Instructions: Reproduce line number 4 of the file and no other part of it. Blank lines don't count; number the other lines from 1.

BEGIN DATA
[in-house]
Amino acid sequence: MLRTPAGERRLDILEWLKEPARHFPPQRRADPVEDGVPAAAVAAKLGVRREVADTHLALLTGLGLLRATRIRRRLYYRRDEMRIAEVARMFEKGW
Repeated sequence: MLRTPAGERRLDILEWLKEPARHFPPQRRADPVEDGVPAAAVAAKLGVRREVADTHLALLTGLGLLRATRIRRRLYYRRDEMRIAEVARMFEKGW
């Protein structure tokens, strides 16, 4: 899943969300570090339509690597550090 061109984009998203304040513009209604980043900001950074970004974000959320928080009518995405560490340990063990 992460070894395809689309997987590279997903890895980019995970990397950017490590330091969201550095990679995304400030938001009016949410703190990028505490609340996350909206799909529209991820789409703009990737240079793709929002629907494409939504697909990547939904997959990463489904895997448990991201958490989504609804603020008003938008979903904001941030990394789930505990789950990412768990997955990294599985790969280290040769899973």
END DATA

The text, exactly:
């Protein structure tokens, strides 16, 4: 899943969300570090339509690597550090 061109984009998203304040513009209604980043900001950074970004974000959320928080009518995405560490340990063990 992460070894395809689309997987590279997903890895980019995970990397950017490590330091969201550095990679995304400030938001009016949410703190990028505490609340996350909206799909529209991820789409703009990737240079793709929002629907494409939504697909990547939904997959990463489904895997448990991201958490989504609804603020008003938008979903904001941030990394789930505990789950990412768990997955990294599985790969280290040769899973």